The Nature of Humanity in Mary Shelley’s Frankenstein
Mary Shelley’s Frankenstein examines the very nature of humanity through the juxtaposition of two characters, Victor Frankenstein and the creature. The curious creature has an innocent desire to learn whereas Victor Frankenstein pursues his blasphemed ambition. The creature has a sincere desire to belong in the human world but he is incapable of properly presenting himself whereas Victor Frankenstein isolates himself from humanity to hide his guilt. The sympathetic creature is an innately good being who was turned evil by a rejecting society whereas Victor Frankenstein is full of hatred and revenge. The creature’s actions and qualities weighed against those of his creator in a moral standard combine to make him more qualitively human than Victor.
Victor Frankenstein’s pursuit of knowledge is deleterious to himself and everyone around him whereas the creature has a genuine desire to become more human. Frankenstein fails to preserve his morality by attempting to attain god-like power. His curiosity for the secrets of life is sinful, like Adam and Eve who ate the fruit from the tree of the knowledge of good and evil. Frankenstein “seems to have lost all soul or sensation but for [his] one pursuit.”1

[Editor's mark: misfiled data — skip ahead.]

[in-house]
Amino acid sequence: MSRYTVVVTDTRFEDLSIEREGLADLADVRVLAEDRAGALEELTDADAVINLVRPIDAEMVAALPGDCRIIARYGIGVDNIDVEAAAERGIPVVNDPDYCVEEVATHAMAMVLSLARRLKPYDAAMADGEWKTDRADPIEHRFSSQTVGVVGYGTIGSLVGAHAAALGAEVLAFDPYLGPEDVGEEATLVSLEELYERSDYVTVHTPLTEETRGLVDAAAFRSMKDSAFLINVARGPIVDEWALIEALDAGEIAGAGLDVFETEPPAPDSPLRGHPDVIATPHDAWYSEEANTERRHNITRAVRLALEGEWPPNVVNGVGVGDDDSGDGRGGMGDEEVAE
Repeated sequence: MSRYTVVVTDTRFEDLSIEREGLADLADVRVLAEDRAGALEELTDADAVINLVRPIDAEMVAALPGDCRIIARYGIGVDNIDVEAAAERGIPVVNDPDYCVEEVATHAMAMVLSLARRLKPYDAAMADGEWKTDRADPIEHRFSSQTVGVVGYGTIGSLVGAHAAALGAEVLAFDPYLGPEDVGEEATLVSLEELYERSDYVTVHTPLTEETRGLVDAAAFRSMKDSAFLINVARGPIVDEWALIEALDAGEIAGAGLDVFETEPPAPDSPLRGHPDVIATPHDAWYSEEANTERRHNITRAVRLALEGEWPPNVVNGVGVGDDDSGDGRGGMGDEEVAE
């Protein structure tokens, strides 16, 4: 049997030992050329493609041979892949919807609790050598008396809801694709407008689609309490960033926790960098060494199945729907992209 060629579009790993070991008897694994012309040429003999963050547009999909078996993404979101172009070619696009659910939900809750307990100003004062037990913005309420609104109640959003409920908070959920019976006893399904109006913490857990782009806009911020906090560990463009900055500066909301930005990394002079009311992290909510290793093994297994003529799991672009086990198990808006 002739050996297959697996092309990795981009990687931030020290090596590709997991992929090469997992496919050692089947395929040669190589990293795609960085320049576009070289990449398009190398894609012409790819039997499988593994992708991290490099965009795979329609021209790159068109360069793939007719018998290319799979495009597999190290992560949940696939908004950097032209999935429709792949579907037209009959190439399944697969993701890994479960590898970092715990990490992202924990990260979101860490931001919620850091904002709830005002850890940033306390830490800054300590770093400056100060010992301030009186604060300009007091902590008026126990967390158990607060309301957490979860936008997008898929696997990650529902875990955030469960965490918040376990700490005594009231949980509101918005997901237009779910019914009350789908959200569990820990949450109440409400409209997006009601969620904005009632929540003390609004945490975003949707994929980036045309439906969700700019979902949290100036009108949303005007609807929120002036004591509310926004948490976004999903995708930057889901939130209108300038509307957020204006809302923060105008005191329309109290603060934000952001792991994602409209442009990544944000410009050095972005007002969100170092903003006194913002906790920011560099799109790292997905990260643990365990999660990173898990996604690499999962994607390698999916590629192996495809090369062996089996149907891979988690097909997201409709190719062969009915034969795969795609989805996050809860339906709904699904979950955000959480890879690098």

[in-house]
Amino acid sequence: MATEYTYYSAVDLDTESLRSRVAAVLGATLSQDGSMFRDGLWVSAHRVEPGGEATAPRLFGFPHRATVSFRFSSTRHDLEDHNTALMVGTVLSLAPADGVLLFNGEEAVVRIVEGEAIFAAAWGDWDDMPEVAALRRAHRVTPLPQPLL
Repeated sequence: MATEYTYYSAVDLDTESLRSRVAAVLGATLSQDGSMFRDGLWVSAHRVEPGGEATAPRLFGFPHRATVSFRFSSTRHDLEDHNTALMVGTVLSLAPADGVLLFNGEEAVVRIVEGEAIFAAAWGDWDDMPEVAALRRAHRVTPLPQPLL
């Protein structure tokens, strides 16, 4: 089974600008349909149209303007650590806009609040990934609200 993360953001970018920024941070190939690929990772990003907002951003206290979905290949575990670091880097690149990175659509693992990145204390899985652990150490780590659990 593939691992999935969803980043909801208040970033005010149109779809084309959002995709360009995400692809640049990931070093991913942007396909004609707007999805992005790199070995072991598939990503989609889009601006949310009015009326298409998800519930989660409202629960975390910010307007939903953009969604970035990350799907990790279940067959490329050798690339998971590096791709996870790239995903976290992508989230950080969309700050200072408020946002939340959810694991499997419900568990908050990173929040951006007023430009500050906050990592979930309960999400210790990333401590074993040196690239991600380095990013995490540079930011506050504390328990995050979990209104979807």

1 Mary Shelley, Frankenstein (New York: A Division of Random House Inc., 2003) 40. From the beginning of his work, Frankenstein is becoming dehumanized. His mind being completely occupied with the creature and its murderous endeavors, Frankenstein moves farther and farther away from humanity. Victor Frankenstein’s interests in alchemy and ancient science are worthless in his modern world. However, Victor ignores Mr. Krempe’s suggestion of studying natural philosophy and furthers his interests in discovering the secrets of life. Victor Frankenstein has the potential to become a helpful being to the world but his mistaken choice leads him to become a destroyer of several lives. Unlike Victor Frankenstein, the...
Cited: * Shelley, Mary. Frankenstein. New York: A Division of Random House, Inc., 2003.
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